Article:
If this is now one “homeland”, as Mr Sarkozy would have it, who are its enfranchised electors? Where does the power lie to overthrow or replace its rulers? What are the mechanisms for recalling the governing elite? Apparently, they will have to be foregone in the present emergency. (But where is the promise that they will ever return?) The future of the euro – that grand ideological folly which was supposed to remove any possibility of national self-aggrandisement – must take precedence now. All those quaint assumptions about the legitimacy of government coming from the consent of the governed must be cashed in for the “economic stability” that the rules of euro membership will provide…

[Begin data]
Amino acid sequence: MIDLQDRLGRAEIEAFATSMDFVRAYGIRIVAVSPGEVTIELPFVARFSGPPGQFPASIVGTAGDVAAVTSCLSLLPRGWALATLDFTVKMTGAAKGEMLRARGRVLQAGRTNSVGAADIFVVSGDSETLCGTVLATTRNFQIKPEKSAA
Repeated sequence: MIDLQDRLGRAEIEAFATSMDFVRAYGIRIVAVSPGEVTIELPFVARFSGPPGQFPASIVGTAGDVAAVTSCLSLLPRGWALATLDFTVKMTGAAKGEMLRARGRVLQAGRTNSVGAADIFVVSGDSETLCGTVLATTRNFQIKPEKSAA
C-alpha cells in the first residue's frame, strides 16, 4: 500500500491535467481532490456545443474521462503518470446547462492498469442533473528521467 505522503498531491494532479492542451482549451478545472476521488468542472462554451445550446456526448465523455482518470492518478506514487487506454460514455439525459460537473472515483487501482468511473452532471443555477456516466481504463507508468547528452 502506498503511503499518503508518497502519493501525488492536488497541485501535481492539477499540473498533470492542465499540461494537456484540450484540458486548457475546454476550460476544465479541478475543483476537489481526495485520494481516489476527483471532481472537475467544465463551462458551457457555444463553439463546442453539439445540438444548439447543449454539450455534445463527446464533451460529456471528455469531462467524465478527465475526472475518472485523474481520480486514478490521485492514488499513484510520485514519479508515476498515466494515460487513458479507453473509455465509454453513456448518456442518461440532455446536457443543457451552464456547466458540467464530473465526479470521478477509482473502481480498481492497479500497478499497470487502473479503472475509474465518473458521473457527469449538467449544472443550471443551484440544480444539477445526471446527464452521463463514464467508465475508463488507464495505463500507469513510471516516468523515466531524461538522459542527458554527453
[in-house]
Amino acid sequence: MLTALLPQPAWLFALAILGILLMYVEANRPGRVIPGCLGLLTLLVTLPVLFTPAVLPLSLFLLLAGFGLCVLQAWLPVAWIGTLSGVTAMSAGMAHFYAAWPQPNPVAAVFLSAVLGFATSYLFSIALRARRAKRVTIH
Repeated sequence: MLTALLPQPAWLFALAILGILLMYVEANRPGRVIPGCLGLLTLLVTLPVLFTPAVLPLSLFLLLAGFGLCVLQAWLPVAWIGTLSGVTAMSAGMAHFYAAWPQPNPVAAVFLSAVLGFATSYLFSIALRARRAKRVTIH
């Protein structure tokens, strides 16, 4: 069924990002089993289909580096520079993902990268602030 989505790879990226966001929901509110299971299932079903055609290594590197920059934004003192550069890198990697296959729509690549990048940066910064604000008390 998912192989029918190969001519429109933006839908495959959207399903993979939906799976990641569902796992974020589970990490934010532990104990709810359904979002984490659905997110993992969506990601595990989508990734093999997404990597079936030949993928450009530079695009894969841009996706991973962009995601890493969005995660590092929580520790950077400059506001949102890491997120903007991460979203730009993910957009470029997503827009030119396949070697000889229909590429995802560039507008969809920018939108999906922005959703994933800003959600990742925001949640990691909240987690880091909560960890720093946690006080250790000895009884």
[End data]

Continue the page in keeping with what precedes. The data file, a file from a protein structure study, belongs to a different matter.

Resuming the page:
The Greeks have been given a brutal lesson and the Italians a firm warning. Welcome to post-democratic Europe. What an irony that the rise of freedom in the Middle East – the Arab Spring – should coincide with the acceptance of its decline in the West. (The European Autumn?) Is this going to be the big story of the 21st century? Not just the West’s loss of economic dominance to the East, but the wilful dismantling of its political inheritance?

Thus far it has been politicians bending the knee. Whatever their governing classes decide, will Europe’s populations be prepared to sacrifice electoral self-determination? In peacetime, the voluntary renunciation of democratic rights is, so far as I know, unprecedented. But modern standards of prosperity have become so addictive – and Europeans so dependent on “social protection” (another favourite Barroso phrase) – that even the temporary loss of them may be too great a price to pay for an abstraction like political liberty.